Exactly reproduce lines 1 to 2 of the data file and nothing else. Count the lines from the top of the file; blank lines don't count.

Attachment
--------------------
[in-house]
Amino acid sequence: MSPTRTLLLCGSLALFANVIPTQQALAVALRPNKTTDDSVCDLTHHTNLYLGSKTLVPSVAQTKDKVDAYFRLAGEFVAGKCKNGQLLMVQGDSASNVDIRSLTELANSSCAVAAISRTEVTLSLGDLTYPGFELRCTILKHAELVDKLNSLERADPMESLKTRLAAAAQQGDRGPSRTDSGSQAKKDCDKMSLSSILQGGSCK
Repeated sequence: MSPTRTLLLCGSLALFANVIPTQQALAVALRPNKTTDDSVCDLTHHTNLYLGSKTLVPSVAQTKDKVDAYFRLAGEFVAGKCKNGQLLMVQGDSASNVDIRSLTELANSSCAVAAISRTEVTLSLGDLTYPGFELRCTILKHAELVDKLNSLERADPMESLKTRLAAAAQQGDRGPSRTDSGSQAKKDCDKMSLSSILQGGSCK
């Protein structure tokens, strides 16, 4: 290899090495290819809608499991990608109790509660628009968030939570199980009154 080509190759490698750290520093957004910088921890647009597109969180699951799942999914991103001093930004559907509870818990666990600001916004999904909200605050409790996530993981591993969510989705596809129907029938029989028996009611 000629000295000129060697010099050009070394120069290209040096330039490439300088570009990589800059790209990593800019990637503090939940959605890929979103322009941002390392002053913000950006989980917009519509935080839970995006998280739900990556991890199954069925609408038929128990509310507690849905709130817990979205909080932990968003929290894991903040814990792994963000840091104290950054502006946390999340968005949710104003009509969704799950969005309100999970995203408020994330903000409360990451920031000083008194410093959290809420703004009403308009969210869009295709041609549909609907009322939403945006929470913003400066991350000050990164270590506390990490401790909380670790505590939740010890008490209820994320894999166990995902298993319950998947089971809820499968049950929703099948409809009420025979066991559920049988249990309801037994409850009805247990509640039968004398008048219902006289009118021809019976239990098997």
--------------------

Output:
[in-house]
Amino acid sequence: MSPTRTLLLCGSLALFANVIPTQQALAVALRPNKTTDDSVCDLTHHTNLYLGSKTLVPSVAQTKDKVDAYFRLAGEFVAGKCKNGQLLMVQGDSASNVDIRSLTELANSSCAVAAISRTEVTLSLGDLTYPGFELRCTILKHAELVDKLNSLERADPMESLKTRLAAAAQQGDRGPSRTDSGSQAKKDCDKMSLSSILQGGSCK